Europe, in 9 Walks,” The New York Times
For this package about great walks in Europe, AFAR contributing writer Lisa Abend reports from the the tapas bars of Madrid. As always, Lisa’s descriptions put me right in the scene, yearning to stand at the bar for a plate of Padrón peppers. —Julia Cosgrove

Infamous Gate to Hell Found in Turkey, Where It Continues to Breathe Its Deathly Air,” Atlas Obscura
Finding “the gate to hell” has not been high on my list of travel priorities. Hell, I didn’t even know it had gone missing. Recently, though, a team of Italian archeologists dug it up in Turkey. It’s known as Pluto’s Gate, which sounds somewhat less daunting. But I still wouldn’t want to be a canary in this mine. —Derk Richardson

Face to Face: Portraits of the Human Spirit, by Alison Wright
If you’re a traveler, you’ll want to have this book of 184 stunning color portraits by an award-winning documentary photographer on your coffee table. Alison takes you on a captivating journey around the world through the eyes of its people. Spend time with these portraits and you’ll come away feeling that despite all the physical differences, many more similarities lie just beneath the surface. One of my favorite images was a moment Alison caught between the Dalai Lama and one of his guards. —Joe Diaz 

A Weekend in Amsterdam,” Lost In Cheeseland
AFAR Ambassador Lindsey Tramuta shares some highlights from her recent trip to Amsterdam, which benefited from uncharacteristically sunny weather, and resulted in some stunning images from her visit—if Amsterdam is not on your list yet, it will be! —Bryan Kitch

Gabriel Garcia Marquez, The Art of Fiction No. 69,” The Paris Review
In researching an upcoming AFAR magazine story on Bogotá, I came across this interview with the renowned Colombian writer Gabriel Garcia Marquez. Naturally, I was intrigued by his insights on the writing process as well as his thoughts on the symbiosis between fiction and journalism and how writing is a lot like carpentry. —Serena Renner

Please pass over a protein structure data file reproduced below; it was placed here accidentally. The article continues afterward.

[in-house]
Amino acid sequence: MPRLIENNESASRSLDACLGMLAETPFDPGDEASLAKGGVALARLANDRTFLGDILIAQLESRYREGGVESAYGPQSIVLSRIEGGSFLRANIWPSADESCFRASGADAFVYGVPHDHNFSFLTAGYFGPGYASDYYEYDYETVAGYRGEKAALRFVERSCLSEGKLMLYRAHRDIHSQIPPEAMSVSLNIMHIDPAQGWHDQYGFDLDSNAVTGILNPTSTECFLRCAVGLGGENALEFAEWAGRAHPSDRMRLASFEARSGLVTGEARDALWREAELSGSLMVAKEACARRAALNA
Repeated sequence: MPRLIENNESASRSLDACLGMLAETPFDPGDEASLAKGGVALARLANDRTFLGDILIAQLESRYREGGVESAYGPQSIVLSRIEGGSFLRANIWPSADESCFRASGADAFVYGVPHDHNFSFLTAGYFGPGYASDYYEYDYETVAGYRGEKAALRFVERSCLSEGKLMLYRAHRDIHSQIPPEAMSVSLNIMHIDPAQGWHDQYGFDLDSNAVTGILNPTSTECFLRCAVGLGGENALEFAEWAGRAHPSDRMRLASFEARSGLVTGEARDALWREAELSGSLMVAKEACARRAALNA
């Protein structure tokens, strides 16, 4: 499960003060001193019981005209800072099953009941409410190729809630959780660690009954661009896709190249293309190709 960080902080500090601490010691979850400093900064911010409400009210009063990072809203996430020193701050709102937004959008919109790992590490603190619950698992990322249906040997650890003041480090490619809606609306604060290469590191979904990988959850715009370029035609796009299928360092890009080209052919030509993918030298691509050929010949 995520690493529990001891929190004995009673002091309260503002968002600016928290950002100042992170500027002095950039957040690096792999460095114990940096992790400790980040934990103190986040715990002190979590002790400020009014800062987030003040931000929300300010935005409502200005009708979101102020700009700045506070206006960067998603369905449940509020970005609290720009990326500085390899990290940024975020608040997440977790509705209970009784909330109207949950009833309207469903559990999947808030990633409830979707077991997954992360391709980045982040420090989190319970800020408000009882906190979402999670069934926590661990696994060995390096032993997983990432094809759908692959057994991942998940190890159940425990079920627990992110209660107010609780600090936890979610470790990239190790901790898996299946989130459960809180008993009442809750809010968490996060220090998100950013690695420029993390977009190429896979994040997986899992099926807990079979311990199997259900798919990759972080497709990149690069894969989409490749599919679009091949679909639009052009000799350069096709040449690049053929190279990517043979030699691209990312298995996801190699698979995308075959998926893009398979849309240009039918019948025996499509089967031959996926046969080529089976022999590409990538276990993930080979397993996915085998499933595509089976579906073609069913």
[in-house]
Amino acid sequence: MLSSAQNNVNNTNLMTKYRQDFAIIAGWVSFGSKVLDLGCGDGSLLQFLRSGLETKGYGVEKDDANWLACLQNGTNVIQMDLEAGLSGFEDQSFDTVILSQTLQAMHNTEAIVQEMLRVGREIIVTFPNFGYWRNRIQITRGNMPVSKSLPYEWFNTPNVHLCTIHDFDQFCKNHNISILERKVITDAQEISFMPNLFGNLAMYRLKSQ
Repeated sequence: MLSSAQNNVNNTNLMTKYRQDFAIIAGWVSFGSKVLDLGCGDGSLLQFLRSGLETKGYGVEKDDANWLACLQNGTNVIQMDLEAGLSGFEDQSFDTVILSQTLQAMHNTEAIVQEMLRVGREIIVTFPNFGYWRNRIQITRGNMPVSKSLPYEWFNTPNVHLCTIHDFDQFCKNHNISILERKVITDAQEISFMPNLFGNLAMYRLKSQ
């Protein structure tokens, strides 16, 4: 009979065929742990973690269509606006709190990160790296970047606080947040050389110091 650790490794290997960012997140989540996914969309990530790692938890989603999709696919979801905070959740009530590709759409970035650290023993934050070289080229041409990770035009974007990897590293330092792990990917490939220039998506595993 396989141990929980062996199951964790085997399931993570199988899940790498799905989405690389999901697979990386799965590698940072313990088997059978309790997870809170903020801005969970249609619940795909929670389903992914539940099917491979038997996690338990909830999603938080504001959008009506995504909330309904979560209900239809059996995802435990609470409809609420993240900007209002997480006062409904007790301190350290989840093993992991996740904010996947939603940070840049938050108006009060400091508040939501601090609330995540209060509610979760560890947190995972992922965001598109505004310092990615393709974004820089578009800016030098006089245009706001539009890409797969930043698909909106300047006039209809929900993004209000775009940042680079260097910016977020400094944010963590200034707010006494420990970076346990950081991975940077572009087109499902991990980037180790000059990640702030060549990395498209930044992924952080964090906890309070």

Moving Around Without Losing Your Roots,” Harvard Business Review
This article is particularly interesting because it addresses the idea that today’s global leaders, or “global elite,” are highly mobile, which can cause them to lack a sense of place. I can only trust that this is a phenomenon of early generations of business people tackling our new-ish global economy. And I can only hope that with programs like Learning AFAR and our students’ extremely attuned sense of community, that future global leaders will aptly balance global diversity while holding a strongly rooted sense of place. —Jordan Robbins

Submerged Cities: 7 Underwater Wonders of the World,” Web Urbanist
Being an armchair archaeologist, this piece from Web Urbanist caught my eye immediately—there have been amazing advances in underwater archaeology in recent years, giving us a window unlike any other into ancient cities, frozen in time. Plus, who can resist a dramatic reenactment or two? —Bryan Kitch

Overbooked: The Exploding Business of Travel and Tourism, by Elizabeth Becker
Award winning author and former correspondent for The New York Times Elizabeth Becker examines the impact that today’s travel and tourism industry has on people, cultures, countries, and the environment. If you’re in tourism, or are just fascinated by one of the largest industries in the world, pick up Overbooked—Joe Diaz

Photo: “Midnight in Madrid” by David Wilson on AFAR